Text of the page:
"We nearly got caught up in the occasion, rather than the match, in 2018. I’m saying this and all the boys were so focused and wanted to win the game. The experience of being in a final and losing one stood to us, though, as we learned from our mistakes."

"I would have deleted all my social media about a week out," Meyler adds. "I had the right company of family and friends, trying not to chat about football either.


"We can hype it up too much and read into it. I think in 2018, we definitely read into the hype. When I look back we definitely weren't ready to win the final in terms of our progression as a team."

A tearful Kieran McGeary of Tyrone is consoled by Conor Meyler in 2018. (Photo by Brendan Moran/Sportsfile)

In this year's final, Tyrone faced a Mayo side that had most of the country pulling for after their long stretch of final heartbreaks. For Meyler, though, this was right where he wanted to be:

"Genuinely, I was smiling and laughing at times," he says. "I was enjoying myself, believe it or not.


"It sounds a wee bit odd but I just found that by relaxing this year, it definitely helped my game.

"Sometimes I get too hyped up and too tense and underperform then. You’re thinking too much whereas it’s just trying to go out and a mindset of ‘Don’t think, just play and see what happens’.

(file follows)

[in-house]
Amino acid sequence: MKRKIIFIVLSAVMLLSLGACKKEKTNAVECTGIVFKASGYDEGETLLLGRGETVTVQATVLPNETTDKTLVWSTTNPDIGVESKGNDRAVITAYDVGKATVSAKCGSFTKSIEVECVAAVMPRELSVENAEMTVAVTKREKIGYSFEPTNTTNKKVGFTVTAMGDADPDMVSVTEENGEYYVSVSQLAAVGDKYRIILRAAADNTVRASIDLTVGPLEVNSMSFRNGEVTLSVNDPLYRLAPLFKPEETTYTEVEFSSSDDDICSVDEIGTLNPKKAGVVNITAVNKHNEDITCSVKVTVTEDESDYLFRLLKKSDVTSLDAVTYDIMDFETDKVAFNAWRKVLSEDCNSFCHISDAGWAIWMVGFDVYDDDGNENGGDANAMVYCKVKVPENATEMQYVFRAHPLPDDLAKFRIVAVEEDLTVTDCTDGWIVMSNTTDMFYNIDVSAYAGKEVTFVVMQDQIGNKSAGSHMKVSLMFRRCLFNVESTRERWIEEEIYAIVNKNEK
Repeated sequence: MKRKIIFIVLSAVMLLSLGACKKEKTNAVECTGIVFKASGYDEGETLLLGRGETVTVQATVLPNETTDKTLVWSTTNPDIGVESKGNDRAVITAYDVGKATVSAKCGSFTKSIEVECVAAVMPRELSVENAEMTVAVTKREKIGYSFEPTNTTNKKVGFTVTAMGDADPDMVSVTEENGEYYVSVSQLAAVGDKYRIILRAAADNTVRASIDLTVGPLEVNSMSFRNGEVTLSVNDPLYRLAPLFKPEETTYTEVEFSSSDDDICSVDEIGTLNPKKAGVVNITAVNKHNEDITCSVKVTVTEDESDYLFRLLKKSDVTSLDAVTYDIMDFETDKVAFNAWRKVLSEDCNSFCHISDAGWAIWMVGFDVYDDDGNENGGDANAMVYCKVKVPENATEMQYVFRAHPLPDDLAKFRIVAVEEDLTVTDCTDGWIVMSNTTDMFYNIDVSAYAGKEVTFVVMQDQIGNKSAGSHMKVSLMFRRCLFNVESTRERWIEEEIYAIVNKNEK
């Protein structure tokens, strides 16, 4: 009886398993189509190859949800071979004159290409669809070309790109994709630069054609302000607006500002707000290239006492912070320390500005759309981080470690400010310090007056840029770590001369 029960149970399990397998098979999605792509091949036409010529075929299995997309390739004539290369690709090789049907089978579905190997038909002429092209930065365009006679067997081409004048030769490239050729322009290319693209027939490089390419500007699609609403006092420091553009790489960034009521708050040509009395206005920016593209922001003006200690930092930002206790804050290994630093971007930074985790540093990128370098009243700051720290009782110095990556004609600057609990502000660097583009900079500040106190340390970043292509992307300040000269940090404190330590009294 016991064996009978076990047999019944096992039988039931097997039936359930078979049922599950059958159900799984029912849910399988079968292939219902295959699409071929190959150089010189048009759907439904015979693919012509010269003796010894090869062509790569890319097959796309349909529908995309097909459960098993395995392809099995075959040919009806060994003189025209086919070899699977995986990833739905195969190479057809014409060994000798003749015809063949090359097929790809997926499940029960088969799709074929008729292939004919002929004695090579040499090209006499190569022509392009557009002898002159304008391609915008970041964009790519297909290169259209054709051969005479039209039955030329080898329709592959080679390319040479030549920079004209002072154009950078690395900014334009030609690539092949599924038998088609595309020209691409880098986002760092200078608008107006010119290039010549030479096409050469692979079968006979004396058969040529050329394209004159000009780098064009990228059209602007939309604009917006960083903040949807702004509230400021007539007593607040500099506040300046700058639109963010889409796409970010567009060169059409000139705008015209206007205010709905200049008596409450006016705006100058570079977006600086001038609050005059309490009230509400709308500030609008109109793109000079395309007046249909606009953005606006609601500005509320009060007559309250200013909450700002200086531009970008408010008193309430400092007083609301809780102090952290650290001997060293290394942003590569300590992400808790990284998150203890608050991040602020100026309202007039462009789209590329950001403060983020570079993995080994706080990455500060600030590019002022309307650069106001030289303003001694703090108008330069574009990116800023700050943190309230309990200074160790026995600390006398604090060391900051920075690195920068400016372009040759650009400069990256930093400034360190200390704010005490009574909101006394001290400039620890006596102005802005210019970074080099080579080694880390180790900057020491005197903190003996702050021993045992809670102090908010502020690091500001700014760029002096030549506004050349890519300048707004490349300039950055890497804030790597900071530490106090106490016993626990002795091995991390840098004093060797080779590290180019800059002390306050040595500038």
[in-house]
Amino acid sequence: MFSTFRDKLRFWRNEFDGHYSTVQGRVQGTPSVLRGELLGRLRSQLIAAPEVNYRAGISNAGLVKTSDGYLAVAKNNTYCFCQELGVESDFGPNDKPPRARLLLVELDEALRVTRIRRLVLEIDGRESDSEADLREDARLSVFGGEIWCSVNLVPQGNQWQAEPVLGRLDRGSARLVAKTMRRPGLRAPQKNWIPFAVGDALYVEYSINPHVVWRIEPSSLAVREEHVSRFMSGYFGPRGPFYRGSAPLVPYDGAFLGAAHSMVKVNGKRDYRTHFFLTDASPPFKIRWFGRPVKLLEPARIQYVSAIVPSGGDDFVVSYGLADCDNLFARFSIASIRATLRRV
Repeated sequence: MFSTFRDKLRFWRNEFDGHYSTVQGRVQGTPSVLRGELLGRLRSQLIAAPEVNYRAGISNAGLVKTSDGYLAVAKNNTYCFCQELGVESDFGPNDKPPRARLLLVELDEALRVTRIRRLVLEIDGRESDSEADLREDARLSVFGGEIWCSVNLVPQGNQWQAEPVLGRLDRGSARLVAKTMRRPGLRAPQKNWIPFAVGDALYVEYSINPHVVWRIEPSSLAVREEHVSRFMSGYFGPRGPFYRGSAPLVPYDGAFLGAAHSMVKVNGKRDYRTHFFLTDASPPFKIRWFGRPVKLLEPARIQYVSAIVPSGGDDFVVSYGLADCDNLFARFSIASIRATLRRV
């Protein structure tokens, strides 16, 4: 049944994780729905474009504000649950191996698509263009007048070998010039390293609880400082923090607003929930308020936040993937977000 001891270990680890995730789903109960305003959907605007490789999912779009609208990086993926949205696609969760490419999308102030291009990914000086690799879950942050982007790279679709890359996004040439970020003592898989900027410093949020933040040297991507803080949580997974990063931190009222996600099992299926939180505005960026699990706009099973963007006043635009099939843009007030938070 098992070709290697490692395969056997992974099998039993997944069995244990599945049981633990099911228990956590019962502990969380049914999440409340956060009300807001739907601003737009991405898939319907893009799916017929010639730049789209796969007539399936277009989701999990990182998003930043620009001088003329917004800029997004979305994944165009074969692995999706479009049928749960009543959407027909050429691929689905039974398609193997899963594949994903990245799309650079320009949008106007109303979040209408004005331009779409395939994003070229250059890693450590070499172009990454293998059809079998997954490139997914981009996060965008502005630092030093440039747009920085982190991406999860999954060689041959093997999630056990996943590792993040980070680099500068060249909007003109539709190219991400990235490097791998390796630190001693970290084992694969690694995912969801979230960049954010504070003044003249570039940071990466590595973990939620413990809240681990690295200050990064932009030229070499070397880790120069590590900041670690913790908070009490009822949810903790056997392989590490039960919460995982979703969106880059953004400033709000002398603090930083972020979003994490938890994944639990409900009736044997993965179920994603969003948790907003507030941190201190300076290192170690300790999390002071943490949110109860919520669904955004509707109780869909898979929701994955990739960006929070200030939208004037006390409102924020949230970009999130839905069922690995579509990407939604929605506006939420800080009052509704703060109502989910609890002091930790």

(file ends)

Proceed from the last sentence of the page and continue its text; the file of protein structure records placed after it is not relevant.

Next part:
"Inevitably, you’re marking some of the best players in Ireland so they’re going to get the ball, and they’re going to possibly score. That happens and it’s just a case of getting on with it.

"I really enjoyed the actual game as well. A lot of it though, when you’re in that zone or close to it, you’re not thinking about it so it will be good to watch the game back in detail."

On the big day, Meyler had a stormer. He was one of Tyrone's stand-out players as they went all the way and delivered Sam Maguire success for coaches Brian Dooher and Feargal Lohan in their first year at the helm.

Conor Meyler of Tyrone celebrates with his mother, Paula after beating Kerry in the semi-finals. (Photo by Ray McManus/Sportsfile)

While he still finds it strange to hear his name tossed about in All Star conversations with 'your David Cliffords and Brian Fentons', Meyler beams when he considers what All-Ireland glory means for his county. To his girlfriend and parents, Sean and Paula, he reserves so much praise for their un-ending support.

"I’m so grateful for my mother. She’s the kindest, most caring woman I’ve ever met... I think all mothers care a lot about their sons and want them to do well, but I’m very grateful to have her. It’s all these little things outside of football. When all of that is going well, the football is easy. For me, it’s all about having good support networks; that’s important. I’m very grateful. When I’m doing my gratitude work, I’m praying and thankful for my family. I’m blessed."

"Like most young boys," he adds, "you idolise your Da. I would have looked up to him when he was training and running. I wanted to come along.

"Or when people were talking about Dad playing for Tyrone. I was thinking, 'I want to make him proud. I want to play for Tyrone'."

He has done just that, and so much more.